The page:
It’s obviously in the best interests of companies who produce the digital storytelling tools like iMovie or Movie-Maker to want to see schools embrace DS whole-heartedly. Windows Movie-Maker is the only one I’ve seen take a step towards assisting the user in the scripting process. They include templates for generic stories like a birthday party or a vacation trip. Why not go one step further and add a few prompts that help in the creation of THEMED stories, which most digital stories have, such as Challenge, Family, Memory.

Microsoft and Apple have online showcases of their products “revolutionizing today’s classrooms.” Apple has the most extensive library of iMovie related projects for digital storytelling. Microsoft is just catching on. The George Lucas Educational Foundation has also been in the business of multimedia storytelling within education.

iMovie, Powerpoint, Photo Story, Movie-Maker, Final Cut Express, Adobe Premiere all allow the user to import images, sync them with a voice over and export them as short digital movies for easy distribution. BUT, the students need an in between step of practicing their ‘story skills’ before getting to the computer. Software will never replace the human story coach but it can play a role in providing story practice for the student.


Tom Invents the Wheel

Digital storytelling in schools may not be that common, but dozens of teachers have created very successful projects that demonstrate how students can use digital media and tools to tell an effective multimedia story. I’m not looking to reinvent the wheel, but rather find a way to get digital storytelling rolling in more classrooms so that more students’ voices are heard.

Here are few DS projects:

Microsoft Education
Teacher Project
Place, Vision and Voice
iMovies in Teacher Education
DS in Australia
Carnegie Mellon
Visible Knowledge Project
Powerpoint digital stories

Digital Storytelling Web Wonders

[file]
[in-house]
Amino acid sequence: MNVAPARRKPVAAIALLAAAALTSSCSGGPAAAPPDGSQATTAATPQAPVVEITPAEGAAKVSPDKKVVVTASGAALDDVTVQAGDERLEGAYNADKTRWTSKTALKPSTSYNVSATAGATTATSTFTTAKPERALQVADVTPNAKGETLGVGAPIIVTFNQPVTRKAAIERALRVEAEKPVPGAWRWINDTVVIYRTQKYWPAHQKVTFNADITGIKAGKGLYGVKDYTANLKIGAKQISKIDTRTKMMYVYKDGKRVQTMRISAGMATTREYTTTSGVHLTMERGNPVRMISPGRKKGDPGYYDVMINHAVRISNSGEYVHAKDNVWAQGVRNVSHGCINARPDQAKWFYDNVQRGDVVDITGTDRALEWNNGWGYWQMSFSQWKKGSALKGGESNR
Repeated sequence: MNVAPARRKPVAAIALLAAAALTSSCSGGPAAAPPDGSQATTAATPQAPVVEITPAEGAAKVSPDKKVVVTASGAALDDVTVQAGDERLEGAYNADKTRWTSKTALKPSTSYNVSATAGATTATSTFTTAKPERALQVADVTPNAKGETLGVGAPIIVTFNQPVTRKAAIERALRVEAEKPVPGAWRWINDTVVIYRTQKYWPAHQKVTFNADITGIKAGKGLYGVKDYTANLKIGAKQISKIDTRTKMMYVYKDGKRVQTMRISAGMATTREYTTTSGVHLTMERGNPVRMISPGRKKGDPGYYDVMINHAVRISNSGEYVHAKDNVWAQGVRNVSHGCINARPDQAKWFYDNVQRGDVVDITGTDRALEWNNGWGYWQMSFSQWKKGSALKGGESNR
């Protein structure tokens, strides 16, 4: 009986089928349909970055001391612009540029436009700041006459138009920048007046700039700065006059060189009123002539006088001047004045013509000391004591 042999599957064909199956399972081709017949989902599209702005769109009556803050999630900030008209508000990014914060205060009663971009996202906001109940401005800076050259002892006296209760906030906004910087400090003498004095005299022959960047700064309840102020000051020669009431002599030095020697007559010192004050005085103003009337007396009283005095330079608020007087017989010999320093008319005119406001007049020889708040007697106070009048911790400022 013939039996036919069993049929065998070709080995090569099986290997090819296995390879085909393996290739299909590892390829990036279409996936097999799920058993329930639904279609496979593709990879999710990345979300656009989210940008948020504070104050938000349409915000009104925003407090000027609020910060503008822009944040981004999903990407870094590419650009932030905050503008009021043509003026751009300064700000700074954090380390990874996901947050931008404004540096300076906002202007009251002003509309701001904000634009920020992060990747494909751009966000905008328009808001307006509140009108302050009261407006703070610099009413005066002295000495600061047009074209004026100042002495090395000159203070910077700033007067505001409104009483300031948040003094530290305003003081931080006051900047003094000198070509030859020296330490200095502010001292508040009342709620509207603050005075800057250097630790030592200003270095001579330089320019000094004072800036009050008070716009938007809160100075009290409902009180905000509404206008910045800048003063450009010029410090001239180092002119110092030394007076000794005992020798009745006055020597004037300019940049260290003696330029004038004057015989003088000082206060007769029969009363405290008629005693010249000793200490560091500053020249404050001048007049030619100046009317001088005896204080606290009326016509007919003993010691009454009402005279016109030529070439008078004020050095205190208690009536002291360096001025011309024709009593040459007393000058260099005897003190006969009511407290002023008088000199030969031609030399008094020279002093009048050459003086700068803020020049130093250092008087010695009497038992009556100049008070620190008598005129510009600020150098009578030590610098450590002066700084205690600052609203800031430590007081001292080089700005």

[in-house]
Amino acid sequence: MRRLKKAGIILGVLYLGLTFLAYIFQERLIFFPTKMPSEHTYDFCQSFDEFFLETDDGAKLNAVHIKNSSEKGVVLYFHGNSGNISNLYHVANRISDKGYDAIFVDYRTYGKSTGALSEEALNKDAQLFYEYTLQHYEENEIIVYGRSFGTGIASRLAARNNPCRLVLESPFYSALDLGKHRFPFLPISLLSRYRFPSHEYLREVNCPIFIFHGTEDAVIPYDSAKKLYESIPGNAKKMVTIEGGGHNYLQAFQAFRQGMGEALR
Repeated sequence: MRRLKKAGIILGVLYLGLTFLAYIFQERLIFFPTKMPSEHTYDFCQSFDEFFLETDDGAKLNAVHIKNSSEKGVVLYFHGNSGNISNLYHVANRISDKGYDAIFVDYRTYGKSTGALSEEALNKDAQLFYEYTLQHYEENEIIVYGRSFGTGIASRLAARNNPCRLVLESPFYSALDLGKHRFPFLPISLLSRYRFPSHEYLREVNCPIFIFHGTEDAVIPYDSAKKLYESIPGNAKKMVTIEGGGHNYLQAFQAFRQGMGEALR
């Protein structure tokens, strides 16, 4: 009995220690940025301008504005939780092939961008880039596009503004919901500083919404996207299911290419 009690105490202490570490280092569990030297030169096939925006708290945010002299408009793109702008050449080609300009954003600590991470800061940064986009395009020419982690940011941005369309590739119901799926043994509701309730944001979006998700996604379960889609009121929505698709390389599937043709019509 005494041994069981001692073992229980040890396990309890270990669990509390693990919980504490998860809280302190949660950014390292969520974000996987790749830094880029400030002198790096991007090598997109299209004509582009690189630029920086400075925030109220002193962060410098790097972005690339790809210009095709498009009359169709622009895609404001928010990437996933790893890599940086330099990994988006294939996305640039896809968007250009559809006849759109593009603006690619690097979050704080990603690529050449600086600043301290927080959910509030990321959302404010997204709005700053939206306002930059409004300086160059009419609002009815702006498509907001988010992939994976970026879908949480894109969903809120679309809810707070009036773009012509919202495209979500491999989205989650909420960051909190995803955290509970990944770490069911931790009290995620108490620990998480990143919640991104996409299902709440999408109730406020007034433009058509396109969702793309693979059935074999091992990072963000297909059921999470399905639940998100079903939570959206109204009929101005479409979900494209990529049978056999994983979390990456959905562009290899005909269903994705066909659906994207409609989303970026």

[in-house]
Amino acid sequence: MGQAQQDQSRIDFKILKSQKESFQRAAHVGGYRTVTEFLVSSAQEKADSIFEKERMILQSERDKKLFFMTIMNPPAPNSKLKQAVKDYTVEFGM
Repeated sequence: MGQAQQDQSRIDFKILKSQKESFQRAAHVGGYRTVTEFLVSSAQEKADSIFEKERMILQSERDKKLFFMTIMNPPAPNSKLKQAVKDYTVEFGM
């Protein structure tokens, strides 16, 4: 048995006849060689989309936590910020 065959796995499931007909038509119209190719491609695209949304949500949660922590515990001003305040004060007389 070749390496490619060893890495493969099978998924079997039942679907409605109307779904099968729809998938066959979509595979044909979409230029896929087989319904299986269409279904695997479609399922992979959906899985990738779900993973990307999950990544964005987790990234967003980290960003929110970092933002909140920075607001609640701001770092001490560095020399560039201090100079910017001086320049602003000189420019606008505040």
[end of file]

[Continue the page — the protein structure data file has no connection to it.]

The web has provided a large audience for digital storytellers, but has not done much in the area of aiding the story creation process. For the most part, sites only include a text box where by typing you can “Tell Your Story.” This model relies on the user viewing a few of the stories from the site(if provided) and feeling compelled to add their two cents(eg. off the of the Sept. 11th Digital Archive site you can submit your relevant story). Just like when we put students in front of a computer or give them a blank piece of paper and prompt them with “Tell Your Story” we don’t provide much guidance.

The following sites all provide a database of stories, not all digital in the sense I’ve been referring to. The web is a source of inspiration for stories and provides the built-in audience for a digital story. Sites that encourage collaboration, critique, and coaching, such as www.storylink.org, will spread as Internet 2 enters the scene.

Stories 1st

Capture Wales
StoryLink

The web offers an excellent environment for students to practice creating stories. Interactive Flash games are already allowing site visitors to practice a number of skills.


2nd September
2004
written by Tom Banaszewski

Week #2 of LCC 6315: Project Production

This week, we had to research the demographic and ethnographic backgrounds our potential thesis projects. As of September 1st, 1:52p I am planning to write the definitive guide to successfully implementing a digital storytelling program in a school environment. My focus is on strengthening the ‘story skills’ of the students and the school as ‘story community.’ I am interested in the potential of a school that uses technology to effectively represent all the voices of the school population. I see the thesis being a 70-30% split on written documentation and technology-based exercises that provide ‘story practice’ for students.

Demographics:

A tough sell – storytelling AND technology

Implementing educational technology has a long, checkered history

Best Practices depends on perspective – computing, multimedia, spec. curricular enhancement, integration

A Flickering Mind – know the arguements

Tom Snyder

Ethnographic

“Education either functions as an instrument which is used to facilitate
integration of the younger generation into the logic of the present system
and bring about conformity OR it becomes the practice of freedom, the means
by which men and women deal critically and creatively with reality and
discover how to participate in the transformation of their world,” – Paulo Freire

School Settings:

Public vs. Alternative

Montessori

Art and Technology Magnet

Next Week

Analysis of Competition

What’s out there for providing digital storytelling instruction in schools?

eg. Digital Storytelling Inc., CDS, Creative Narrations, who else?

Consider:

Ease of use
Installation
Price
Risk, intell. prop, privacy issue, copyright
Demographic reached